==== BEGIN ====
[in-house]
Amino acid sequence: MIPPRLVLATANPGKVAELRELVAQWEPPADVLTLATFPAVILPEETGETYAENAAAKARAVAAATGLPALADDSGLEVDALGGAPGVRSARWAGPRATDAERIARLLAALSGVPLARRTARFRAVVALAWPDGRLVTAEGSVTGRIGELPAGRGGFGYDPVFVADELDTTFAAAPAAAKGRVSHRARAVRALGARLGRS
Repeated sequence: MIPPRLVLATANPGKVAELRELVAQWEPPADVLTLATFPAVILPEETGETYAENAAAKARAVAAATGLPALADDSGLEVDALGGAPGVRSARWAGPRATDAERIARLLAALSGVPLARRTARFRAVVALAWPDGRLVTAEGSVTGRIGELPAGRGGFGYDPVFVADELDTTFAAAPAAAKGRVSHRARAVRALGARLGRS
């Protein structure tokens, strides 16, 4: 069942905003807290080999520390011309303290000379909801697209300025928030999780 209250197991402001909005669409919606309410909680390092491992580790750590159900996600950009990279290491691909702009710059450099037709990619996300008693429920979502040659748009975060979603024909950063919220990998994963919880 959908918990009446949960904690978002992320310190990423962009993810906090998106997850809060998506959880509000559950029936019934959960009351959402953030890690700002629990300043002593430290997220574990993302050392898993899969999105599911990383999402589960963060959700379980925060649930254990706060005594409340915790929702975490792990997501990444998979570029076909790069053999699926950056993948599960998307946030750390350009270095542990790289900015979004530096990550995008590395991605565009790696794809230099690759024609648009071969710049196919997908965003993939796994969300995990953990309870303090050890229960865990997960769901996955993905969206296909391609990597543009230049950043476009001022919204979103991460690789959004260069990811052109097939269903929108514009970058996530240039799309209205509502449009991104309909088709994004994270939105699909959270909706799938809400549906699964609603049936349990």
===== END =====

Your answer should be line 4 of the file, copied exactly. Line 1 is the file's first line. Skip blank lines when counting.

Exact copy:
């Protein structure tokens, strides 16, 4: 069942905003807290080999520390011309303290000379909801697209300025928030999780 209250197991402001909005669409919606309410909680390092491992580790750590159900996600950009990279290491691909702009710059450099037709990619996300008693429920979502040659748009975060979603024909950063919220990998994963919880 959908918990009446949960904690978002992320310190990423962009993810906090998106997850809060998506959880509000559950029936019934959960009351959402953030890690700002629990300043002593430290997220574990993302050392898993899969999105599911990383999402589960963060959700379980925060649930254990706060005594409340915790929702975490792990997501990444998979570029076909790069053999699926950056993948599960998307946030750390350009270095542990790289900015979004530096990550995008590395991605565009790696794809230099690759024609648009071969710049196919997908965003993939796994969300995990953990309870303090050890229960865990997960769901996955993905969206296909391609990597543009230049950043476009001022919204979103991460690789959004260069990811052109097939269903929108514009970058996530240039799309209205509502449009991104309909088709994004994270939105699909959270909706799938809400549906699964609603049936349990």